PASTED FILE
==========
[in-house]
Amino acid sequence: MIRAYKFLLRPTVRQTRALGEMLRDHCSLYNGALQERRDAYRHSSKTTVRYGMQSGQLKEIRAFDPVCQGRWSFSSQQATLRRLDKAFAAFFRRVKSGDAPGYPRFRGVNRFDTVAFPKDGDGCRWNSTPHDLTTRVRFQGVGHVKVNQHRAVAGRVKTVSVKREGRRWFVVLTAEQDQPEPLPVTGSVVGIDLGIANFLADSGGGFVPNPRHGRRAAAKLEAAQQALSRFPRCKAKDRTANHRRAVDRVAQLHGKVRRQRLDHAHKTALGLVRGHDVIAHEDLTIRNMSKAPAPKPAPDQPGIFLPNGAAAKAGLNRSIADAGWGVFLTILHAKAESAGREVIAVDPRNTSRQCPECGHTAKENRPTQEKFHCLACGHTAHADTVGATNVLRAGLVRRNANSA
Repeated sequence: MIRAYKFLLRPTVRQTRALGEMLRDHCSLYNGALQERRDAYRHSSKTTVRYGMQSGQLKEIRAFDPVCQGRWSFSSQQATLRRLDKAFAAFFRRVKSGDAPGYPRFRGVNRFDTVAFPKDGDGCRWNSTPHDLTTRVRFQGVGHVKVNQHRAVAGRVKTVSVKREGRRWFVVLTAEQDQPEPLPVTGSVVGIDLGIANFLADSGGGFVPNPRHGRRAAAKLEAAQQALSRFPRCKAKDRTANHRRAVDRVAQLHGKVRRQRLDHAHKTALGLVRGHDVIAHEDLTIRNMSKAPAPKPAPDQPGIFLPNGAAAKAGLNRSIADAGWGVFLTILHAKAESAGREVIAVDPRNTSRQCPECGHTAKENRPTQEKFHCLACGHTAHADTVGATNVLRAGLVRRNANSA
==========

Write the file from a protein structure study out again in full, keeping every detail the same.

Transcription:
[in-house]
Amino acid sequence: MIRAYKFLLRPTVRQTRALGEMLRDHCSLYNGALQERRDAYRHSSKTTVRYGMQSGQLKEIRAFDPVCQGRWSFSSQQATLRRLDKAFAAFFRRVKSGDAPGYPRFRGVNRFDTVAFPKDGDGCRWNSTPHDLTTRVRFQGVGHVKVNQHRAVAGRVKTVSVKREGRRWFVVLTAEQDQPEPLPVTGSVVGIDLGIANFLADSGGGFVPNPRHGRRAAAKLEAAQQALSRFPRCKAKDRTANHRRAVDRVAQLHGKVRRQRLDHAHKTALGLVRGHDVIAHEDLTIRNMSKAPAPKPAPDQPGIFLPNGAAAKAGLNRSIADAGWGVFLTILHAKAESAGREVIAVDPRNTSRQCPECGHTAKENRPTQEKFHCLACGHTAHADTVGATNVLRAGLVRRNANSA
Repeated sequence: MIRAYKFLLRPTVRQTRALGEMLRDHCSLYNGALQERRDAYRHSSKTTVRYGMQSGQLKEIRAFDPVCQGRWSFSSQQATLRRLDKAFAAFFRRVKSGDAPGYPRFRGVNRFDTVAFPKDGDGCRWNSTPHDLTTRVRFQGVGHVKVNQHRAVAGRVKTVSVKREGRRWFVVLTAEQDQPEPLPVTGSVVGIDLGIANFLADSGGGFVPNPRHGRRAAAKLEAAQQALSRFPRCKAKDRTANHRRAVDRVAQLHGKVRRQRLDHAHKTALGLVRGHDVIAHEDLTIRNMSKAPAPKPAPDQPGIFLPNGAAAKAGLNRSIADAGWGVFLTILHAKAESAGREVIAVDPRNTSRQCPECGHTAKENRPTQEKFHCLACGHTAHADTVGATNVLRAGLVRRNANSA